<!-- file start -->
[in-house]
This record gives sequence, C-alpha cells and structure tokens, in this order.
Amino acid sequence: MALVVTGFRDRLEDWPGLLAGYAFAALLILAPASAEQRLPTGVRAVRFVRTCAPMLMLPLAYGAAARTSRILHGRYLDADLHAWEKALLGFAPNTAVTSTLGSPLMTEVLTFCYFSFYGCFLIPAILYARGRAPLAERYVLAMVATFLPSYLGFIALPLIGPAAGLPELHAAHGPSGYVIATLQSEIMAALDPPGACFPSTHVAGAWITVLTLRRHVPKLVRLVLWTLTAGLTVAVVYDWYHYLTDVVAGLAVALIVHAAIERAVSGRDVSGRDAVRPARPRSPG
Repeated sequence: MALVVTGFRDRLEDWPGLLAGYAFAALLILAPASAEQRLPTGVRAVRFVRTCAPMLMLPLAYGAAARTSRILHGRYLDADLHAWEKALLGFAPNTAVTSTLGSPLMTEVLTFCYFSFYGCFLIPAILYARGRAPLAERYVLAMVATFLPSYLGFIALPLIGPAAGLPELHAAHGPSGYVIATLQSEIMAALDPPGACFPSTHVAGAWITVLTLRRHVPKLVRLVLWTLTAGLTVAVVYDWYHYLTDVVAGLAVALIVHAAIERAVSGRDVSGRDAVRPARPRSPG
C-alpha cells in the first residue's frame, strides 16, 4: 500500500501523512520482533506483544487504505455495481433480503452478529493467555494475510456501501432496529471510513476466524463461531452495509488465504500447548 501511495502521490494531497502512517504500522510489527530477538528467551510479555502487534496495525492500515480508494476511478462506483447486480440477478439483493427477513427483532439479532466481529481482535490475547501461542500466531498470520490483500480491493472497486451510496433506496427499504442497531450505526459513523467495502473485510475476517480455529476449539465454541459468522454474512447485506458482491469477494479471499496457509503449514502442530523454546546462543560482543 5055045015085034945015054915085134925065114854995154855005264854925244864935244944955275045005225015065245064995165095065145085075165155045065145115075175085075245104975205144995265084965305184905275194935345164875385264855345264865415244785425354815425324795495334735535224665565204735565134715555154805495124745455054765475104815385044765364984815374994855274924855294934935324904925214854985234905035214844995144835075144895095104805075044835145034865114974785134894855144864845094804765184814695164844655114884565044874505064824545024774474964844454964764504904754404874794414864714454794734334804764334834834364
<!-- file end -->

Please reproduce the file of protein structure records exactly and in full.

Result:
[in-house]
This record gives sequence, C-alpha cells and structure tokens, in this order.
Amino acid sequence: MALVVTGFRDRLEDWPGLLAGYAFAALLILAPASAEQRLPTGVRAVRFVRTCAPMLMLPLAYGAAARTSRILHGRYLDADLHAWEKALLGFAPNTAVTSTLGSPLMTEVLTFCYFSFYGCFLIPAILYARGRAPLAERYVLAMVATFLPSYLGFIALPLIGPAAGLPELHAAHGPSGYVIATLQSEIMAALDPPGACFPSTHVAGAWITVLTLRRHVPKLVRLVLWTLTAGLTVAVVYDWYHYLTDVVAGLAVALIVHAAIERAVSGRDVSGRDAVRPARPRSPG
Repeated sequence: MALVVTGFRDRLEDWPGLLAGYAFAALLILAPASAEQRLPTGVRAVRFVRTCAPMLMLPLAYGAAARTSRILHGRYLDADLHAWEKALLGFAPNTAVTSTLGSPLMTEVLTFCYFSFYGCFLIPAILYARGRAPLAERYVLAMVATFLPSYLGFIALPLIGPAAGLPELHAAHGPSGYVIATLQSEIMAALDPPGACFPSTHVAGAWITVLTLRRHVPKLVRLVLWTLTAGLTVAVVYDWYHYLTDVVAGLAVALIVHAAIERAVSGRDVSGRDAVRPARPRSPG
C-alpha cells in the first residue's frame, strides 16, 4: 500500500501523512520482533506483544487504505455495481433480503452478529493467555494475510456501501432496529471510513476466524463461531452495509488465504500447548 501511495502521490494531497502512517504500522510489527530477538528467551510479555502487534496495525492500515480508494476511478462506483447486480440477478439483493427477513427483532439479532466481529481482535490475547501461542500466531498470520490483500480491493472497486451510496433506496427499504442497531450505526459513523467495502473485510475476517480455529476449539465454541459468522454474512447485506458482491469477494479471499496457509503449514502442530523454546546462543560482543 5055045015085034945015054915085134925065114854995154855005264854925244864935244944955275045005225015065245064995165095065145085075165155045065145115075175085075245104975205144995265084965305184905275194935345164875385264855345264865415244785425354815425324795495334735535224665565204735565134715555154805495124745455054765475104815385044765364984815374994855274924855294934935324904925214854985234905035214844995144835075144895095104805075044835145034865114974785134894855144864845094804765184814695164844655114884565044874505064824545024774474964844454964764504904754404874794414864714454794734334804764334834834364